On Sunday afternoon, I found myself on the bus, as I often do. I felt scruffy and unwashed, unshaven, wearing casual grubbies for kicking back with the family eating BBQ and drinking and getting on each other’s nerves, only now I was headed home.
And this amazingly beautiful girl got on the bus and sat down just a few seats away.
I couldn’t tell if she was Hispanic or Asian or some exotic mixture or something else that I was too uncultured to recognize. Black hair, cut short and falling past her face and ears, showing off a graceful neck. Almond-shaped eyes with pupils like black pearls, if pearls were the size of quarters. Full lips, tastefully colored with a sensual and subtle red. Shorter than me. Curved and shaped in a slight exaggeration of the perfect ratio for the female form, shoulders flowing into breasts tapering to belly and flaring out again in hips and butt. Dressed, in spite of the heat, in a black long-sleeved shirt, black knee-length skirt, and tall black boots encasing her calves, the silver hooks delineating the ell-shape from the top of her foot folding upward along her shin. Just a touch of gorgeous brown skin showing between the top of the boots and the bottom of the skirt… and just a little bit more skin when she sat down and crossed one leg over the other.
I’ve been practicing. Practicing noticing these girls and practicing talking myself into saying something to them. All I need is one (or several…) to say yes and I’ll start practicing the next step, too… but first I have to go talk to them, one at at time, and see if any of them are interested in what I have to say. Little Miss Dressed-In-Black-But-Not-In-A-Goth-y-Way was next.
Only my common enemy was busy interfering. That enemy being me. Or, rather, the negative voice in my head. I was too old, too dirty, too smelly, too shy, too geeky, too non-verbal, not classy enough… The Voice didn’t use those words. It just sat in my brain and projected those feelings at me, paralyzing my legs and body and mouth. All I could do while under the influence of that Voice was sit and watch and wonder and fear.
Bah. I hate fear. I fought the fear, straining against it as if it were actual ropes holding me back. No go. Not working.
I tried a visualization exercise. I imagined myself getting up, moving up a few seats, moving around in front of her so as not to startle her, saying “hi, how’s your day going?” and taking it from there. I pushed, and the images formed in my head… only it wasn’t working.
All the while, I was talking back to the Voice, treating it like a scared three-year-old, telling it that everything will be OK, it will not be hurt, in fact, no matter what happens I’ll have a story to tell Tracy and Ken and Christi and my other friends and blog about… Even if she screamed and yelled at me, or slapped me in the face, showing herself to be just a crazy scared woman… that shit would be funny, later, and as long as I was respectful and polite but interested, it wasn’t likely that she’s freak out that bad, anyway.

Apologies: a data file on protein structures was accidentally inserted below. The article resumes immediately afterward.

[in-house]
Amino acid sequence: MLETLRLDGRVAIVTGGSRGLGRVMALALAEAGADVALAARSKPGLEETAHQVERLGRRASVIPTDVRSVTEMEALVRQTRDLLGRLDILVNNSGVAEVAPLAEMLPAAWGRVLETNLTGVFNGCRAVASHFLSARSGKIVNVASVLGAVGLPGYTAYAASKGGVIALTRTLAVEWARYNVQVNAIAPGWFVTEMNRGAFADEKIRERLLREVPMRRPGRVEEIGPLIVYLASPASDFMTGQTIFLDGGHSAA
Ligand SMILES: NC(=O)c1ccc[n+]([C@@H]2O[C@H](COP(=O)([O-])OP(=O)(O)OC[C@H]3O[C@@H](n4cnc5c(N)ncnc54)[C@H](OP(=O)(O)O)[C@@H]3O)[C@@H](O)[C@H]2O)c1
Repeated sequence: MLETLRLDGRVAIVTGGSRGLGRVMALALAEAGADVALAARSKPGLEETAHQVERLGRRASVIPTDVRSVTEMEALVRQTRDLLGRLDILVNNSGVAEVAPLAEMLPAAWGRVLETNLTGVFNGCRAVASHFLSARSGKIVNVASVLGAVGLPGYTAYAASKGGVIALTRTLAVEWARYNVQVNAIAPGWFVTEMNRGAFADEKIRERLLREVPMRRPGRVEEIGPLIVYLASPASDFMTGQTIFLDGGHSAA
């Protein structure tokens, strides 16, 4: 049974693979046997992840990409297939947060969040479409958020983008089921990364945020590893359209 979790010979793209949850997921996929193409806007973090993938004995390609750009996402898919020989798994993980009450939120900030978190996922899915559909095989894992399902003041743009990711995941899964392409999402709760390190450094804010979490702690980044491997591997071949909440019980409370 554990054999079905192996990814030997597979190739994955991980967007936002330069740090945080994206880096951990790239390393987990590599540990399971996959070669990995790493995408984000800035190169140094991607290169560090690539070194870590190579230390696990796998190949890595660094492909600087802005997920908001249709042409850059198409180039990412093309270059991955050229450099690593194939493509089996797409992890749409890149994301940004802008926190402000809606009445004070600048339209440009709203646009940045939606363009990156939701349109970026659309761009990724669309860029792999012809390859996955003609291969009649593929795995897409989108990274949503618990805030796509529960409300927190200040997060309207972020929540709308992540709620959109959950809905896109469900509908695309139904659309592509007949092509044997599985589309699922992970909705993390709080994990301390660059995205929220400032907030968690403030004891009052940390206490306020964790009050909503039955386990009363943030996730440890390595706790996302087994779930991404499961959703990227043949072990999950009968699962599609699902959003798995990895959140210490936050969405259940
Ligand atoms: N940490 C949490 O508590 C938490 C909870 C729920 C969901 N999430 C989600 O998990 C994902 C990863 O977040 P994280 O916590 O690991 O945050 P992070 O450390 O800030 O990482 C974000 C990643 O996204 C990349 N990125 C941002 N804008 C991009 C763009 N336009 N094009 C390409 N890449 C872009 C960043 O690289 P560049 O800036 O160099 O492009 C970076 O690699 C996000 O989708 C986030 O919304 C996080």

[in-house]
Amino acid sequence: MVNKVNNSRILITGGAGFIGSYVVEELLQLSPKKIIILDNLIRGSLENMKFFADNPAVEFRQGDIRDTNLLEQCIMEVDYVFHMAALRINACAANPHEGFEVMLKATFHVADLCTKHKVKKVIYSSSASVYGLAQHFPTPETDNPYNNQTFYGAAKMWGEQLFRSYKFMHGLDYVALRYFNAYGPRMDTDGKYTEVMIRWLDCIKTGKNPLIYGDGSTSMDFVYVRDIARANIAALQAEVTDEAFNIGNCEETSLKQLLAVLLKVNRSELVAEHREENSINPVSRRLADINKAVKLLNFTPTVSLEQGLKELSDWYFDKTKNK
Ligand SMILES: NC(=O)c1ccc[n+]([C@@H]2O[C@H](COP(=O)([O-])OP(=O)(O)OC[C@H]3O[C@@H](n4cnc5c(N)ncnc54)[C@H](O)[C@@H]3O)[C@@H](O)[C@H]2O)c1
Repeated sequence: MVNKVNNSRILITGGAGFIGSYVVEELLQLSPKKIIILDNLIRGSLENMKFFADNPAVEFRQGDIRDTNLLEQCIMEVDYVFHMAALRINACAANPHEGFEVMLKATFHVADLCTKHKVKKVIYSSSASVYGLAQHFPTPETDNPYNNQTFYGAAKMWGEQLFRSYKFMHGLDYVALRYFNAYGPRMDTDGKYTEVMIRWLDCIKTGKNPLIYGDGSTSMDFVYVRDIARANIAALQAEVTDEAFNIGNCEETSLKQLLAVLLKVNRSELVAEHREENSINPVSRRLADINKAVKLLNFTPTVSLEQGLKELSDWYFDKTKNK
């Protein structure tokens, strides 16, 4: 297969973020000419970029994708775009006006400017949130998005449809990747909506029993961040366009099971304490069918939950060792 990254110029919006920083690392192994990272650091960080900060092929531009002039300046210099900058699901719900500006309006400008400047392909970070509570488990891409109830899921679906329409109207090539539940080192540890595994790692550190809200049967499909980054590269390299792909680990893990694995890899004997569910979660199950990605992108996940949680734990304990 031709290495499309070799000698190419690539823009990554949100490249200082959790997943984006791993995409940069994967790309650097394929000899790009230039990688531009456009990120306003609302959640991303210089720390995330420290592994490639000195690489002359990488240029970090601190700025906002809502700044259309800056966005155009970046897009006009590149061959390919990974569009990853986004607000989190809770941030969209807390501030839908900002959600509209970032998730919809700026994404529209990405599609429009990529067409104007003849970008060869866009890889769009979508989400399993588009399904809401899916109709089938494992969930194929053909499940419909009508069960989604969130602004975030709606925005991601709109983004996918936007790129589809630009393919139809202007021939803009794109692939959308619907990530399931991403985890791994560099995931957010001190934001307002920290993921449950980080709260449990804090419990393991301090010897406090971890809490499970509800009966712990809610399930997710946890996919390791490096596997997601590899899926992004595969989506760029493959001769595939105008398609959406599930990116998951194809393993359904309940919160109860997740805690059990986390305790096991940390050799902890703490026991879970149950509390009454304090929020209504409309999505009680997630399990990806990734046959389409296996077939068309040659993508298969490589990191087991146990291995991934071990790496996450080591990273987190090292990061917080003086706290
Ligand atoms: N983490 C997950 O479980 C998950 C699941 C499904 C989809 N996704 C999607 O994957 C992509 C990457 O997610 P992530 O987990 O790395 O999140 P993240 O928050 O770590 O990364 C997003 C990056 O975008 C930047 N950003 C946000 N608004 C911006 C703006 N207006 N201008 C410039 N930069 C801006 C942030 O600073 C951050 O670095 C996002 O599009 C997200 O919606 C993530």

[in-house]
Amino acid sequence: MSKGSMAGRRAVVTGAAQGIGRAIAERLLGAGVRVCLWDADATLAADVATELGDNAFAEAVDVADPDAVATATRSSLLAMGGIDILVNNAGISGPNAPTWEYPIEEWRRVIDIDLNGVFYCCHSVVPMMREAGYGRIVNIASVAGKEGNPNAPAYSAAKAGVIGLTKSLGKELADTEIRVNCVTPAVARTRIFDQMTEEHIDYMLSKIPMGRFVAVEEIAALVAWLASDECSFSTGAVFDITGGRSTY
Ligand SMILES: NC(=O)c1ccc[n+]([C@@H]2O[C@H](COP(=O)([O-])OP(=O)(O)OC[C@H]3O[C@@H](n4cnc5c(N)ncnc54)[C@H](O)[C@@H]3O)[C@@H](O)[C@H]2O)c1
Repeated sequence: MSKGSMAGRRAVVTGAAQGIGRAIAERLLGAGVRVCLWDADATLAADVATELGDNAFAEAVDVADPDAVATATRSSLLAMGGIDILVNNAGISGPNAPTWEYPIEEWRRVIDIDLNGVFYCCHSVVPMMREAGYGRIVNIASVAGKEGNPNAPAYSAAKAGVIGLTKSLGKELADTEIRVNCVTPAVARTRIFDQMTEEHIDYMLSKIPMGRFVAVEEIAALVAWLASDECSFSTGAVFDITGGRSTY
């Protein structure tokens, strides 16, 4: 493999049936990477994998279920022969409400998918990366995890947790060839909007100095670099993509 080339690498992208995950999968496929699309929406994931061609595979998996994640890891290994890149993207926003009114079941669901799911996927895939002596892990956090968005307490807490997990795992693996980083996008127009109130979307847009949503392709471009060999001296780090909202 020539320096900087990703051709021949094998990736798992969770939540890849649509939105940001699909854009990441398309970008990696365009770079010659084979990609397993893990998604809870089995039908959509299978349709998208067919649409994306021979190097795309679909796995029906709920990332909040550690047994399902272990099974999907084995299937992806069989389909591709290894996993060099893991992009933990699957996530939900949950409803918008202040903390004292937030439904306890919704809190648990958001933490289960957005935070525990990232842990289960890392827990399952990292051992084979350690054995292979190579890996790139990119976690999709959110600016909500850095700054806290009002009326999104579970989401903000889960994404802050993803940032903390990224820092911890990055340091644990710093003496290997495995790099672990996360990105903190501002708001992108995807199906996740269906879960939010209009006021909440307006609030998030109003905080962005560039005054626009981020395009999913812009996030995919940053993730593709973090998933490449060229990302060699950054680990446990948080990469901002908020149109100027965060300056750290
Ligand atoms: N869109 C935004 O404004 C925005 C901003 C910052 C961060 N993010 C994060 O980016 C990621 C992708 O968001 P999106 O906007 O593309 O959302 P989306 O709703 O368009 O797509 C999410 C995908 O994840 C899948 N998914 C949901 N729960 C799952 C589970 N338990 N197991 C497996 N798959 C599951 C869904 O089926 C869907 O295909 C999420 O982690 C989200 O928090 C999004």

The problem was, I was watching myself do all that, and go through the consequences, from a third-person perspective. I, the one doing the viewing, was still sitting where I was, and watching this phantom-Brian get up and walk over, and talk to her. I was disassociating from myself, and admiring someone else much like myself do the thing that I wanted to do! No wonder it wasn’t working.
I mentally shifted my perspective – and suddenly, I was the one moving over, and watching her as I did it, and sitting down in front of her and facing her and saying “hi”… I mean, I pictured myself doing it…
…and then, I did it. I was sitting there, in front of her, and smiling at her. She didn’t smile back, but merely looked at me, interested but non-committal.
“Hi,” I said.
“Hi,” she said, carefully, smiling tightly, politely, but not invitingly.
“I just wanted to tell you,” I said, smoothly but finding it hard to make full eye contact, “that I think you are very beautiful.”
She smiled a tiny bit wider, and blushed just a little. “Thank you!” she said.
“You are very welcome” I said back, and realized that she seemed a little bit freaked out. My stop was approaching. Did I have enough courage to keep talking to her?
I didn’t. Perhaps for some future girl I will. Perhaps I just wasn’t getting the right, subconscious signals from this girl, but that didn’t make this a mistake. In fact it was exactly the right thing to do, but I could tell that, either from her caution or fear, and my fading confidence, that the best action now was to end this on a high note and make my exit. I pulled the cord, rang the bell, requested the next stop, and got off the bus without looking back.
I hope that by leaving like that, deliberately but after a sincere (on my part) compliment, that I gave her a smile, and a story to tell. Just as she has given me a story to tell.
And I’ll keep trying, until I find that girl (or girls) who react a little more openly and interestedly. Or until I can project enough confidence for both of us and lead her through the encounter.
Just need a little more practice…